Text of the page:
Arthur Schopenhauer, the philosopher of pessimism, published the first edition of his magnum opus, Die Welt als Wille und Vorstellung, in 1818, though it was not until the 1850’s that he achieved widespread recognition. Several generations of readers have known that work in English translation as The World as Will and Idea (1883-1886). In 1958, however, E. E. I. Payne published a superior modern translation under the title The World as Will and Representation; Payne has also translated Parerga und Paralipomena (1851; Parerga and Paralipomena, 1974), the collection of miscellaneous essays that first brought Schopenhauer fame.
Payne’s translations have contributed significantly to a revival of scholarly interest in Schopenhauer in Great Britain and the United States. Scholars in Germany, Schopenhauer’s native land, have produced an almost constant stream of monographs since his death, but to English readers the renewed scholarly interest is best reflected in several important analyses. Among these are Christopher Janaway’s Seff and World in Schopenhauer’s Philosophy (1989) and Brian Magee’s more general survey, The Philosophy of Schopenhauer (1983). Rüdiger Safranski’s clearly written biography represents a welcome addition to the scholarly titles available in English that attempt to explain Schopenhauer’s somewhat loosely constructed system.
The causes for Schopenhauer’s revival are perhaps related to those that initially brought him attention following long neglect during most of his lifetime. First, unlike other German followers of Immanuel Kant, he writes in a pellucid, fluent style, with clarity and grace, qualities that survive translation. Second, he stands in stark opposition to the historical and rational optimism of G. W. F. Hegel; in times like the present, when the Hegelian tradition appears on the decline, Schopenhauer might well be expected to be revived. Third, his philosophy of the will, as Safranski points out, bears a close resemblance to the existential movement prominent since World War II. Finally, more than any other modern philosopher, his system has appealed to creative artists, notably in literature and music, beginning with Richard Wagner and extending through Thomas Mann. One can name many writers beyond the borders of Germany who arc heavily in his debt: Guy de Maupassant and Marcel Proust in France, Leo Tolstoy in Russia, and Joseph Conrad and W. Somerset Maugham in England, to list a few. Since critical interest in these creative artists has been intense, Schopenhauer’s name and system have often been cited as contributing sources of their work.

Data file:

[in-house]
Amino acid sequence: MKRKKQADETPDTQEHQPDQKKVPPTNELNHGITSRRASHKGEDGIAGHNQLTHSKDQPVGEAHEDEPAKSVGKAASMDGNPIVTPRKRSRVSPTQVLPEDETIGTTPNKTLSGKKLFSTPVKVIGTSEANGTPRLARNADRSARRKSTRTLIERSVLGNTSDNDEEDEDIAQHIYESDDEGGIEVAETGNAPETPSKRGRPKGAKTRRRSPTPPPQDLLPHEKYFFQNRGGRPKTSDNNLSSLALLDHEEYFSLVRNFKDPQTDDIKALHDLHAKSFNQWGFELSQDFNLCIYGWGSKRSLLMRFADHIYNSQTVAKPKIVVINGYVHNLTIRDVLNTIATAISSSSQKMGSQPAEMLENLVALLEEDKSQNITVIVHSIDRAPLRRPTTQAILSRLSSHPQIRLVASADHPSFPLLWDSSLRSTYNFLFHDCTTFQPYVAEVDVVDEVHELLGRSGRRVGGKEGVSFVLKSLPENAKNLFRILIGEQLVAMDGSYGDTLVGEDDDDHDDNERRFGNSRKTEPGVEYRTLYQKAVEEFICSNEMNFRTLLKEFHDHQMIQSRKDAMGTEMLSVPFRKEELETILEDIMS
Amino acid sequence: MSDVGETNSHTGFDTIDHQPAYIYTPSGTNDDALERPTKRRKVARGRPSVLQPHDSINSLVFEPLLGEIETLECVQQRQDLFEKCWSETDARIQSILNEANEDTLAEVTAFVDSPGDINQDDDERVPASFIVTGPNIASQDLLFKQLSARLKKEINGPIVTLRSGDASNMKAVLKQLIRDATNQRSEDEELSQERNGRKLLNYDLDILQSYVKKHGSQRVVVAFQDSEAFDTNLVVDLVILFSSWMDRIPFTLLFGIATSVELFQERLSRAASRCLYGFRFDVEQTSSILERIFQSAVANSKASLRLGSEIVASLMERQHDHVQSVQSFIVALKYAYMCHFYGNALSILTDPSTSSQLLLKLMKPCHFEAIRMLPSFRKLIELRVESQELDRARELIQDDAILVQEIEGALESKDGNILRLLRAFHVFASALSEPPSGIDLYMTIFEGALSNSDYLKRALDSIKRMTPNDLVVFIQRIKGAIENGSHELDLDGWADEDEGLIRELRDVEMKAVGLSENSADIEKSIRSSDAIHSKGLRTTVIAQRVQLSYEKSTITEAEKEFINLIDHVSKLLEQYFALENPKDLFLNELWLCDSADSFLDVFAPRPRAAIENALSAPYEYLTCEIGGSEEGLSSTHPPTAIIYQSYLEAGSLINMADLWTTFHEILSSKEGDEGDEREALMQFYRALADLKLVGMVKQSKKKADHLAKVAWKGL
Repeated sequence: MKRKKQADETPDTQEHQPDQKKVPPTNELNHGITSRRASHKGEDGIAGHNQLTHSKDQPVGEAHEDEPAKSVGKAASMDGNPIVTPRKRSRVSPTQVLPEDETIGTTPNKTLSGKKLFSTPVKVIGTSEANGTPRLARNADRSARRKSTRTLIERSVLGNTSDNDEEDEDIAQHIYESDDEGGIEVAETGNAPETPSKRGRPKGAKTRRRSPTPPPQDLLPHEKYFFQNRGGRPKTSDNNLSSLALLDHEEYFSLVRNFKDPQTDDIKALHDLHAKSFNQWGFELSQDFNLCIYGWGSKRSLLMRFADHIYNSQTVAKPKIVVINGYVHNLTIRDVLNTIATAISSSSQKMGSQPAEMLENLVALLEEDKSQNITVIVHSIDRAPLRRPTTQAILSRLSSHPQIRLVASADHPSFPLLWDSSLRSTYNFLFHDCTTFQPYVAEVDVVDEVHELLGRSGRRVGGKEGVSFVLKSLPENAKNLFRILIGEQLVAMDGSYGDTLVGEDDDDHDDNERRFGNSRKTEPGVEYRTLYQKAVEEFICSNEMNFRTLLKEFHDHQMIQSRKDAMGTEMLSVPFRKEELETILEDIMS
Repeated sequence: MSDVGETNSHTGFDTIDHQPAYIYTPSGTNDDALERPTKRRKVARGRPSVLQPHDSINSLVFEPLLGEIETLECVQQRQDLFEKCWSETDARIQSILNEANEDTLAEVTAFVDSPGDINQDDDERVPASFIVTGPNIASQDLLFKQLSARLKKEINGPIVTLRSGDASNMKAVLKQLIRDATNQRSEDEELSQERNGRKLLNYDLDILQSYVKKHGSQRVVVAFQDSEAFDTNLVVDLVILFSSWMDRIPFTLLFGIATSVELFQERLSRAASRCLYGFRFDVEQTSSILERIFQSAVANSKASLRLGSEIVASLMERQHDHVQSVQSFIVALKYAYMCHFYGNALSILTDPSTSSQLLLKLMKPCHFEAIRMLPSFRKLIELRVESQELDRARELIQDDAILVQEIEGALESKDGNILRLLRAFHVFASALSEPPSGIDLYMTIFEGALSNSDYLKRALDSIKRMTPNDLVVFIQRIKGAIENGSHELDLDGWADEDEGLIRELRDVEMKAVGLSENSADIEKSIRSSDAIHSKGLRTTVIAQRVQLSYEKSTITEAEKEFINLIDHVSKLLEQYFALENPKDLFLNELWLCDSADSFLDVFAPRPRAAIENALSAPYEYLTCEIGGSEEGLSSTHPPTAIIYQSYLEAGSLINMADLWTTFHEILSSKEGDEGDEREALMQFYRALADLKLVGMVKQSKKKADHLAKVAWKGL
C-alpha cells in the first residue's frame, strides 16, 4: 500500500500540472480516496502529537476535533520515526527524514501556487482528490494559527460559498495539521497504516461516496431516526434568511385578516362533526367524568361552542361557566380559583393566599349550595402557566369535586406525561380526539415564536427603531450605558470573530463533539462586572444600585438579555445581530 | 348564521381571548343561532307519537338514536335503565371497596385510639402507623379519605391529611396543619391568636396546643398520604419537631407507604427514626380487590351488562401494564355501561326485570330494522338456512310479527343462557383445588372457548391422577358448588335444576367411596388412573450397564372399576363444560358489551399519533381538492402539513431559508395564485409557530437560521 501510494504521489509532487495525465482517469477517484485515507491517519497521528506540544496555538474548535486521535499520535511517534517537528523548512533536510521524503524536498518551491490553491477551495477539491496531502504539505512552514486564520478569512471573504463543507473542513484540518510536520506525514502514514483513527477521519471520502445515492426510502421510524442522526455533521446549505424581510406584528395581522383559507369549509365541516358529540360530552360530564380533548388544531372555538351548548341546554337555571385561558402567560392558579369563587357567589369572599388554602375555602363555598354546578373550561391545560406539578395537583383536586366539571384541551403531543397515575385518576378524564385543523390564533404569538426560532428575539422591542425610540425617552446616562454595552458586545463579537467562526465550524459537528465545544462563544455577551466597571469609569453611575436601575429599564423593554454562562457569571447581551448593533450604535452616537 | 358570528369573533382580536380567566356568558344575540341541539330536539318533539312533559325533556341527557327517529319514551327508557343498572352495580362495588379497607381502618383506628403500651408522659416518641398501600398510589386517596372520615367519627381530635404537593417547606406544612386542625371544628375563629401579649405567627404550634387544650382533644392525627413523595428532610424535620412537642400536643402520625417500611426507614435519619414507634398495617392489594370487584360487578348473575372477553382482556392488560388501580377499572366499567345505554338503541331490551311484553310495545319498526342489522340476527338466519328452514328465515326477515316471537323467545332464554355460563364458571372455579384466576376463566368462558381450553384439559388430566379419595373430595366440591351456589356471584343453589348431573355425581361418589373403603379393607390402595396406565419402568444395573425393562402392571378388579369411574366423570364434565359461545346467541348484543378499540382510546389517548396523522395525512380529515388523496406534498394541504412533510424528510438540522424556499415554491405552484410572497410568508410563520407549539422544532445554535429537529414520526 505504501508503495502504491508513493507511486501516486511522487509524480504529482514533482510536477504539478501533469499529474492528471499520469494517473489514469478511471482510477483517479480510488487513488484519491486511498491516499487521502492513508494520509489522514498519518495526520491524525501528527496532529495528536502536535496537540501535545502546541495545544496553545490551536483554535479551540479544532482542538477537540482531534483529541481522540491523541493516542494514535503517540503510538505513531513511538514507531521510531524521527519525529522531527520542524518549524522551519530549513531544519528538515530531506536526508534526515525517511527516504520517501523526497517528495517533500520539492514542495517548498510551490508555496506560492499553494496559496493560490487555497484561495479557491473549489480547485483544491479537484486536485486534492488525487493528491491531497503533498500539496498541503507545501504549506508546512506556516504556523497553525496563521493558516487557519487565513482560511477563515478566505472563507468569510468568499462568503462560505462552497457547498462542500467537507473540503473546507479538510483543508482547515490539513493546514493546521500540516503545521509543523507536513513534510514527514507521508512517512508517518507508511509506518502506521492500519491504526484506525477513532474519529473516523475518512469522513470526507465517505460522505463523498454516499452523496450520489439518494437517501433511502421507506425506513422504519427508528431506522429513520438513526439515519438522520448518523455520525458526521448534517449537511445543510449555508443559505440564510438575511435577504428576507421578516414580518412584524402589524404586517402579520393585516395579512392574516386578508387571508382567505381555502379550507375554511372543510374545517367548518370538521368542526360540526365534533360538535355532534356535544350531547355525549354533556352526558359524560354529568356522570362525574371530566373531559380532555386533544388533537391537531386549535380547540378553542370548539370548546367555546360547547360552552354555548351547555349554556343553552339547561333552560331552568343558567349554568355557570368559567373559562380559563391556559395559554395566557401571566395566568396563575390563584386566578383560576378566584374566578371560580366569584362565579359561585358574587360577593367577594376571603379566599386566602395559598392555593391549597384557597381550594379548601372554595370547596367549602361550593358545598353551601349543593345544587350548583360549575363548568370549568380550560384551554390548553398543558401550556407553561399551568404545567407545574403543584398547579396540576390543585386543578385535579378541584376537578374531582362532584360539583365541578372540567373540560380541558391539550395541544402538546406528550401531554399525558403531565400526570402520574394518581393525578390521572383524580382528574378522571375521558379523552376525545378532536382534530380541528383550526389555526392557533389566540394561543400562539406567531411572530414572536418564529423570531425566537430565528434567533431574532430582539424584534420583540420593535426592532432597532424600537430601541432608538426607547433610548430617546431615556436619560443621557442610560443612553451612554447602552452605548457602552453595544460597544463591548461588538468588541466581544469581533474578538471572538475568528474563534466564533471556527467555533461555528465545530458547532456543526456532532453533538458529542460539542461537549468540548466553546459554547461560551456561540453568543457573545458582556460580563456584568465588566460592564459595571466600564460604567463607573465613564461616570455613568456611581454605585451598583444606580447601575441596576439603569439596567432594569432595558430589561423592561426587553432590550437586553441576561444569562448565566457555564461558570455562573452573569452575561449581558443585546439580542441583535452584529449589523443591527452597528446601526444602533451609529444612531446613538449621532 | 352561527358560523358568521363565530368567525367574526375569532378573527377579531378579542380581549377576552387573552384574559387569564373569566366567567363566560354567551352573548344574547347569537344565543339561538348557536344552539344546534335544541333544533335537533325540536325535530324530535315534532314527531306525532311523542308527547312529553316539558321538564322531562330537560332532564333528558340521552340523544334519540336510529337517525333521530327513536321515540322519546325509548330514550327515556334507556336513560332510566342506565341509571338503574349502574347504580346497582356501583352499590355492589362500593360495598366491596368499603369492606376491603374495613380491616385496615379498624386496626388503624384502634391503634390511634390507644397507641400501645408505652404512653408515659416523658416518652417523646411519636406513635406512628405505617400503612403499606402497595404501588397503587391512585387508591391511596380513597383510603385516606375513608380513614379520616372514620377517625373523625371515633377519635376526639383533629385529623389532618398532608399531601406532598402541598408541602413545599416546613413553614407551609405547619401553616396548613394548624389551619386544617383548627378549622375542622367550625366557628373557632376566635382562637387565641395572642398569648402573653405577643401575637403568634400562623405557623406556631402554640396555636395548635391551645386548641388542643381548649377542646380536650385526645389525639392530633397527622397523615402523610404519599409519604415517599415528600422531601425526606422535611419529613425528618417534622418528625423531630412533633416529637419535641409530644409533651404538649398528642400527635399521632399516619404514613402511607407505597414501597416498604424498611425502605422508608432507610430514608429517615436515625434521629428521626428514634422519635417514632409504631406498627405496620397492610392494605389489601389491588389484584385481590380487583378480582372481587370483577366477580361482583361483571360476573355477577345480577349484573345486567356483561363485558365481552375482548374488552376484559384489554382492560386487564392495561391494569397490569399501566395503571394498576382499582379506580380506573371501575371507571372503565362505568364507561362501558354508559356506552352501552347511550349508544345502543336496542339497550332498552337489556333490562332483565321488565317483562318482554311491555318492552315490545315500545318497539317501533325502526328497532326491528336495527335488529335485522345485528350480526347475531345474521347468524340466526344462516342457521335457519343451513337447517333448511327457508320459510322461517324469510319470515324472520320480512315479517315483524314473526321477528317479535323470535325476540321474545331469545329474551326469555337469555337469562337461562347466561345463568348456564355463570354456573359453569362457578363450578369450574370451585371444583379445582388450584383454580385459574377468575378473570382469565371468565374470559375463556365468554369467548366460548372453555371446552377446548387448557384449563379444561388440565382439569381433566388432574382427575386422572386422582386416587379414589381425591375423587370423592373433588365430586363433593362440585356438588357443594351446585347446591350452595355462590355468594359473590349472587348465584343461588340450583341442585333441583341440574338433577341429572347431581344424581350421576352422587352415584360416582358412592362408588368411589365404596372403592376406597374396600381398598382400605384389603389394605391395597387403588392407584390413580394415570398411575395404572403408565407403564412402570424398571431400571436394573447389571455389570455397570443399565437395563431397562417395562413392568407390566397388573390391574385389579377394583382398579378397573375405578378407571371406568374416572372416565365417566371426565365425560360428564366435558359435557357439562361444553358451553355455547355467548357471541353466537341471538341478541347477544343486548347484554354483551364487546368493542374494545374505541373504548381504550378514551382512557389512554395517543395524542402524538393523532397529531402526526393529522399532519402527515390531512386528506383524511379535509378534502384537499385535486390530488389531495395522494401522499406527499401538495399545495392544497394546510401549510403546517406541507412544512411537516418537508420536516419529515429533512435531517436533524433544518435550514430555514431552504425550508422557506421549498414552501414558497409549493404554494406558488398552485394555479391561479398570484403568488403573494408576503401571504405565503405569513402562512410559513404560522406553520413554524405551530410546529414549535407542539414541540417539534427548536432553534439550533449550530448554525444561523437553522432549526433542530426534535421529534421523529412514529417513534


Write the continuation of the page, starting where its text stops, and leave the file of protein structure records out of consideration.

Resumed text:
Drawing on numerous contemporary accounts, Safranski has produced the most comprehensive biography of Schopenhauer available in English. To be sure, the known facts about the philosopher’s life are somewhat limited, largely because of his manner of living. Essentially a loner following a careful daily routine, he lived in boardinghouses for most of his adult life. Because of his father’s early death, probably by his own hand, Schopenhauer possessed a legacy that enabled him to live comfortably without working and to devote all of his energy to study and writing. Yet from his father he also inherited a tendency toward depression that afflicted him periodically. He had a deep aversion to noise, and any prospect of civil violence and disorder terrified him. He suffered from a morbid fear of disease that caused him to break off courtship of two of the three women he might have married, fearing they had tuberculosis. A third marriage prospect, a girl of seventeen, found him quite unappealing. He found it difficult to maintain any harmonious human relationships, largely because he did not restrain his tongue or pen and seemed to delight in disconcerting the company at the Englisher Hof Hotel in Frankfurt, where he dined regularly during his later years. His caustic comments about contemporary philosophers had the effect of limiting dissemination of his own works, for he was fond of applying terms such as “charlatan,” “quack,” “windbag,” and “monkey” to prominent contemporaries such as Hegel and I G. Fichte.
With a financial independence that enabled him to sponsor private publication of his own works, Schopenhauer felt no need to curb his truculent nature, though, as Safranski demonstrates, age mellowed him somewhat, particularly his misogyny. From the welter of largely unpleasant biographical detail, however, Safranski identifies the factors that account for Schopcnhauer’s development. In addition to his depression, he was influenced by a lack of love as a child; his mother, highly romantic by nature, had entered into a loveless marriage with an affluent older merchant. From numerous letters it is obvious that both parents took the welfare of their children seriously and provided for them. Yet it remains true that the...
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